Crafting Gentleness

Tuesday, January 09, 2007

The initial commitment falls on us ...

"The instillation of feelings of companionship calls on us to express warmth to those who are cold, affection to those who are emptied of feeling, tolerance of those who try to harm us, and authenticity to those who are constantly subjected to sterile programs. As caregivers, our first task is to initiate a process in which we and marginalized others learn to accept and express valuing. The initial commitment falls on us; otherwise the other is left unable to reach out. It begins in a one-to-one relationship that at first places us in a most difficult position since our desire to encourage those feelings in others are typically thwarted by acts of aggression, self-injury, or withdrawal. Unfortunately, many caregivers believe that since the person is "unresponsive to positive reinforcement" punishment has to ensue. And, thus, the idea of friendship has to be left for a later time. The paradox of interdependence is that we have to pass through these difficult moments of rejection in order to teach the meaning of companionship. If it were easy, there would be few behavior problems. Our belief in the dignity of the human condition is what sustains us in good times and hard times. The changes that gradually occur are mutual. Our giving is eventually reciprocated through the laces of affection that are woven in the emerging relationship."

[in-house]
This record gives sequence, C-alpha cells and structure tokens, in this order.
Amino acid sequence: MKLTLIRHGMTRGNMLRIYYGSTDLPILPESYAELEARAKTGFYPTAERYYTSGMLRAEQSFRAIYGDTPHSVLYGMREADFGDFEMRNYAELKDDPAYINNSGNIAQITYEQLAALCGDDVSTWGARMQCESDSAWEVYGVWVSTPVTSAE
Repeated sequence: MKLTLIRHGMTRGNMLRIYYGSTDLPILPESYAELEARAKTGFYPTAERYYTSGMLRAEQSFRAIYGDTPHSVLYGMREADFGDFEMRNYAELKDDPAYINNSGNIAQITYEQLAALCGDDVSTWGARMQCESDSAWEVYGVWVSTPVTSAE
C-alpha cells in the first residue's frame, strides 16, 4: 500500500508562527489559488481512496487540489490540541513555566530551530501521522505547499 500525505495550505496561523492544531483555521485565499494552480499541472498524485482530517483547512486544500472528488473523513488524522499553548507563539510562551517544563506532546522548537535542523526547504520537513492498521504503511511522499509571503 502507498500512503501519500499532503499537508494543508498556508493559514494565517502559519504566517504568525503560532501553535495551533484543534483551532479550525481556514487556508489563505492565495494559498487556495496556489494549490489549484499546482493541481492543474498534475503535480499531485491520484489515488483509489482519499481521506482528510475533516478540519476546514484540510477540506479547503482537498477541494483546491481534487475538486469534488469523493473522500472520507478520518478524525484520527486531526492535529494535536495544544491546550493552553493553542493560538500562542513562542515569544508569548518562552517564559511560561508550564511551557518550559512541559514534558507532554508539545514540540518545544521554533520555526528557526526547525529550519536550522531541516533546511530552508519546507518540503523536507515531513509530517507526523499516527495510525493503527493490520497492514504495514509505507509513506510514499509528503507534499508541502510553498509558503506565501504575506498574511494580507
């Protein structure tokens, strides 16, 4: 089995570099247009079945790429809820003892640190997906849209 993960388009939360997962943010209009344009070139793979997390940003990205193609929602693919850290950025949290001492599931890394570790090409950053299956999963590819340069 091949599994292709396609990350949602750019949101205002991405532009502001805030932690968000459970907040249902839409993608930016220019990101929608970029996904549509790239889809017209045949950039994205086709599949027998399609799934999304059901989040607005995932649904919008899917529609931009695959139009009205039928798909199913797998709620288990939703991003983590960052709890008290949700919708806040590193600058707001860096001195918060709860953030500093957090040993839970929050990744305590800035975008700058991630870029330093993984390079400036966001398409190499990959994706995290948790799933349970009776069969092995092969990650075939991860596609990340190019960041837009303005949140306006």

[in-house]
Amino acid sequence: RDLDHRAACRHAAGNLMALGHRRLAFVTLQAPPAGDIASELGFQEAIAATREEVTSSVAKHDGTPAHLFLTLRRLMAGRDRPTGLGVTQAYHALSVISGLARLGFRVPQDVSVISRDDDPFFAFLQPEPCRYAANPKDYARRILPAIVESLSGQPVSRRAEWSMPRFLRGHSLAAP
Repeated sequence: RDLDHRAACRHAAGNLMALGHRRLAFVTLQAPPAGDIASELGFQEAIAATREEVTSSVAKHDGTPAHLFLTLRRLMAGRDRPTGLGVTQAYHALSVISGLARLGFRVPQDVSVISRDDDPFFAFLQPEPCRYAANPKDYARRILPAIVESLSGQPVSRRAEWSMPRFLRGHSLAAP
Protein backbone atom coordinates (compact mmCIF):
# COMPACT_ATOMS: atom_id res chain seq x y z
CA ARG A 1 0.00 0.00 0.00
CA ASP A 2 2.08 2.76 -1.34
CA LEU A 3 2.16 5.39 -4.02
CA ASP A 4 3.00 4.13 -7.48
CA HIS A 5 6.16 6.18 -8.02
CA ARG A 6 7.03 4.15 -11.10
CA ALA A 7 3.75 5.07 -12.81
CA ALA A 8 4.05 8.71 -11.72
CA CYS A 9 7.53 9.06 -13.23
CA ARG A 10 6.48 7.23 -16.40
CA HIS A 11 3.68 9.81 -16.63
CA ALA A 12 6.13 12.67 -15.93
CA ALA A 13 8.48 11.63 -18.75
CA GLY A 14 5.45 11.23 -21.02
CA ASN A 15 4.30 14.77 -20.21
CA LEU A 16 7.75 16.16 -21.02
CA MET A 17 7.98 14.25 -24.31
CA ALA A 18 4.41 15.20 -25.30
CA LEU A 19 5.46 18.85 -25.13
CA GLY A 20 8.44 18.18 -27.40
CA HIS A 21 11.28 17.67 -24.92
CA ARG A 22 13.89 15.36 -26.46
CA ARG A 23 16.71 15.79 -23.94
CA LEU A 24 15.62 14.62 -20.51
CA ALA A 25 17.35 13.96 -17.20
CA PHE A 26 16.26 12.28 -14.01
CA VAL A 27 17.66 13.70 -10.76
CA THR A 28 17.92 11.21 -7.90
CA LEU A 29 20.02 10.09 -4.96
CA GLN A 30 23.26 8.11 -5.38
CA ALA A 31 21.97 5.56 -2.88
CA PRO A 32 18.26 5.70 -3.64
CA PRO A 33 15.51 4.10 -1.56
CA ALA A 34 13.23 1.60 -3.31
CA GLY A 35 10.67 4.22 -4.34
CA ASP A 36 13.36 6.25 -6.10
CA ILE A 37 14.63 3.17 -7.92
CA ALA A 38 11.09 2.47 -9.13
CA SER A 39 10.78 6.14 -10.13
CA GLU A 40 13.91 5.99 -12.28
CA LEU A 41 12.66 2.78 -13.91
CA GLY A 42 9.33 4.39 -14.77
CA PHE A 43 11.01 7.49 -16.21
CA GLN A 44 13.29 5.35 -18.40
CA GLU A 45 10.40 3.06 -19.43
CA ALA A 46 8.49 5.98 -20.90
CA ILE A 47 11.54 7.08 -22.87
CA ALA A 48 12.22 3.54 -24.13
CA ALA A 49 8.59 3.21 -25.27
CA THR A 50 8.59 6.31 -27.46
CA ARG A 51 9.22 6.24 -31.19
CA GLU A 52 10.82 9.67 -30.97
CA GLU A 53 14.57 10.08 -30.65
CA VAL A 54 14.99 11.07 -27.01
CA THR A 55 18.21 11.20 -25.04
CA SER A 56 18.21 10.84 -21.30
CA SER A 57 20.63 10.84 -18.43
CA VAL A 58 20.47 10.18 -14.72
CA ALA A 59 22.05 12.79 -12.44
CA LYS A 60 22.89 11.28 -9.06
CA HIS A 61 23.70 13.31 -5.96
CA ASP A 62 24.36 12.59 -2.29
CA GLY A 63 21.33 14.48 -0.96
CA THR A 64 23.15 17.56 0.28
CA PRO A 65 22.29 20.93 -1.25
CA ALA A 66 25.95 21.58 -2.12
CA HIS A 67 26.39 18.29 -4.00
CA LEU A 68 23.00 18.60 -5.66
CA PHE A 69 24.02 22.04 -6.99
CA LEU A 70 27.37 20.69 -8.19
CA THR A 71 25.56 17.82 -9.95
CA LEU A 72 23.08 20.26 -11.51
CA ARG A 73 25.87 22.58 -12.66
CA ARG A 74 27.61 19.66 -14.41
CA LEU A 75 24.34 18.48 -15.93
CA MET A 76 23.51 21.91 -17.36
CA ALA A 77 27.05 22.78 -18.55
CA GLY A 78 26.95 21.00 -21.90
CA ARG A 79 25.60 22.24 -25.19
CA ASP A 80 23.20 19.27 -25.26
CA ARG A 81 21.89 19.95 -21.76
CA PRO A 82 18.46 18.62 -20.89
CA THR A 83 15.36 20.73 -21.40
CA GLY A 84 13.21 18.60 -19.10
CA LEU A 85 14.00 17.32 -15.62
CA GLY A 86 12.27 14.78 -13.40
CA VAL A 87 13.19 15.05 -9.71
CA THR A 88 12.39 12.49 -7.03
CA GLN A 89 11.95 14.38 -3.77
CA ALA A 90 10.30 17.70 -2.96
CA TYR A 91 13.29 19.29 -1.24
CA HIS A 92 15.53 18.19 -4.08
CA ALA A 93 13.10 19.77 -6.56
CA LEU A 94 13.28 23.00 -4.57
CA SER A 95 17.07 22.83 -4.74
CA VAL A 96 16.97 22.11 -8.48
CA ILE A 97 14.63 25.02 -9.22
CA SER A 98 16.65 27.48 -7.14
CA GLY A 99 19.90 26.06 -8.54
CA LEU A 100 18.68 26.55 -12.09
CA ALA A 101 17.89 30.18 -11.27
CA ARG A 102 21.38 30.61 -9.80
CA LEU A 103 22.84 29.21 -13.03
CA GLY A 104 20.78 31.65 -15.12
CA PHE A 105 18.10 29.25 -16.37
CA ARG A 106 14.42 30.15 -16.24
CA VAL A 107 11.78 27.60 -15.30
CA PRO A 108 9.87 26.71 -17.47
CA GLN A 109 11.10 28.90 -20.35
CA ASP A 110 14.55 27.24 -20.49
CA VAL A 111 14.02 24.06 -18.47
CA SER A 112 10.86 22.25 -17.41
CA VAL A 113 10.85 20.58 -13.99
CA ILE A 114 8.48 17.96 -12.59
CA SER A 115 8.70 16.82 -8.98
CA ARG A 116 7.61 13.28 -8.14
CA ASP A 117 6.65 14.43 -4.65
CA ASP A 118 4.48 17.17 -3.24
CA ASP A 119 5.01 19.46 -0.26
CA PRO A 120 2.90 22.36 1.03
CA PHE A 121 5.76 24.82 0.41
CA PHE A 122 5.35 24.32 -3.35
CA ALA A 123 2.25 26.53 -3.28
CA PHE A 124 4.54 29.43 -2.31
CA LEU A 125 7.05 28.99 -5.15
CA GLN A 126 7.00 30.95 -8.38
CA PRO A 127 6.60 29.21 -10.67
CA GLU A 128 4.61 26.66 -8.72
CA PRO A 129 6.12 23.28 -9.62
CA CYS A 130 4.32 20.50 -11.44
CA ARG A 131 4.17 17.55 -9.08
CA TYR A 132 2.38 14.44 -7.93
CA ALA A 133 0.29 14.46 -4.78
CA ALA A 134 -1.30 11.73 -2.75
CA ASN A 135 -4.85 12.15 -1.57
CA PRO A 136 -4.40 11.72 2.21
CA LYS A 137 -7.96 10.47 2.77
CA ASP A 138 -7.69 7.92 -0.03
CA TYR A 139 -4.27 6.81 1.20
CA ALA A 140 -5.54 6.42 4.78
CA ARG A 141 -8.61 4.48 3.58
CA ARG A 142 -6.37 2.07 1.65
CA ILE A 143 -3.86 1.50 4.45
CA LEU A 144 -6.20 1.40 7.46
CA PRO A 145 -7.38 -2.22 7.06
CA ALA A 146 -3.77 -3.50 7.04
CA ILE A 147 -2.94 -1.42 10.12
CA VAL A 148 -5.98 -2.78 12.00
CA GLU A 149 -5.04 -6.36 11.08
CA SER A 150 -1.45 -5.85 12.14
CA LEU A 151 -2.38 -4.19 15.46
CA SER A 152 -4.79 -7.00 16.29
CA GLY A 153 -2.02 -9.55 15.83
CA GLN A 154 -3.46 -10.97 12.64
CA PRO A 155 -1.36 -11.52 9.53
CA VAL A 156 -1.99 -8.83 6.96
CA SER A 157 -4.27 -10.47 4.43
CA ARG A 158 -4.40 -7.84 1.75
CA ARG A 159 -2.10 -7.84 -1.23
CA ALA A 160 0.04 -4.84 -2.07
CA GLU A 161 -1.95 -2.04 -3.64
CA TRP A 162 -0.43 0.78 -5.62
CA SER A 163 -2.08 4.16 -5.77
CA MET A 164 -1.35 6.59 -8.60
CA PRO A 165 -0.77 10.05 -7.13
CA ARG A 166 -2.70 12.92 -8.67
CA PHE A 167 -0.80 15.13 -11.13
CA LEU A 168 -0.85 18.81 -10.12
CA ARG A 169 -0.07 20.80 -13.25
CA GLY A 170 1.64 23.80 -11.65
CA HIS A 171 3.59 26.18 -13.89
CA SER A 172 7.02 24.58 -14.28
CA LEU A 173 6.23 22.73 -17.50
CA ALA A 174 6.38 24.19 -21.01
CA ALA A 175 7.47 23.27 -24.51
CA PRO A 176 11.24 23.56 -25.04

John J. McGee and Frank J. Menolascino, Beyond Gentle Teaching: A Nonaversive Approach to Helping Those in Need (1991)


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